Waves 2 and 4 typically show alternation between “flat” (sideways) type and “deep” (sharp) corrections. If wave 2 was “deep,” like a (most typically), then we can expect wave 4 to be a “flat” type of correction: triangle or flat. Waves A and C will alternate most of the time as well. If A is a sharp move that is fast and silky smooth, almost one strong effort; then wave C is typically going to be more subdivided, like a channel or a diagonal (i.e. slower and wobbly, or even turbulent, that might grind as far or even further than A).
The rule of Alternation There is a general tendency for the pattern of the two corrective swings in a completed 5-wave sequence to alternate between a simple (very often an ) correction and one of the more complicated or “complex” corrections.This is a very helpful observation, because if Wave 2 unfolds as a simple correction then the probabilities will favour that Wave 4 will unfold as a more complex correction. And vice-versa, if Wave 2 is complex, then you should anticipate that wave 4 is likely to unfold as a simple pattern.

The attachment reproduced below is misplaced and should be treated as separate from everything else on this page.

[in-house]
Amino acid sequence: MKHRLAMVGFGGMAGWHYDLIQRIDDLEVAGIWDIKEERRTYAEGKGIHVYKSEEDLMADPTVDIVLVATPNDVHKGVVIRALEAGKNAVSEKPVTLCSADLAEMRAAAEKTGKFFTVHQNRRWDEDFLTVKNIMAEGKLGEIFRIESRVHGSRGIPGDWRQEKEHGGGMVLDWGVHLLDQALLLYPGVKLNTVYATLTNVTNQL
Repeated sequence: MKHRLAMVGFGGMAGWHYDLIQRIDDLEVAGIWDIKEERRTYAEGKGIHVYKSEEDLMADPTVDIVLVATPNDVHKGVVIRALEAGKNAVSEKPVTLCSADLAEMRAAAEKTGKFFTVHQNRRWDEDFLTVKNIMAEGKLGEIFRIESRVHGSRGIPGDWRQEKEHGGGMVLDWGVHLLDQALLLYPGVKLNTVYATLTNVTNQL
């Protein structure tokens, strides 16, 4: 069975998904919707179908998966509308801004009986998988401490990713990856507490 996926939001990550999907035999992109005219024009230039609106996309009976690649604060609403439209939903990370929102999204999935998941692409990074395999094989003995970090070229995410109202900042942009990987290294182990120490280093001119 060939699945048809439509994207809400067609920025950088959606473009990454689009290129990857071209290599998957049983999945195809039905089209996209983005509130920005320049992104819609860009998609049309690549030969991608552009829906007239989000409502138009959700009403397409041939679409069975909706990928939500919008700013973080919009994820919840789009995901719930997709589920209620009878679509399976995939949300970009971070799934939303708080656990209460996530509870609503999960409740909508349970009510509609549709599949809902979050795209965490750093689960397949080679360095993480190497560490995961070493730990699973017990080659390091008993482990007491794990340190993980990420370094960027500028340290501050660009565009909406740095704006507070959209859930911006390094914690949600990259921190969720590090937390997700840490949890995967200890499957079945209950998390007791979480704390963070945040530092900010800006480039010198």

(2) generally unfolds as a simple correction
In most cases Wave (2) usually unfolds as a simple correction. Or put another way, a simple correction is found in a Wave (2) correction more often than in a Wave (4).Again, this is a very useful piece of information, because once Wave (1) is complete, then the most likely pattern to unfold is a simple correction.
And, because of the rule of alternation, this leads onto Wave (4) usually being the complex correction in a completed 5-wave sequence.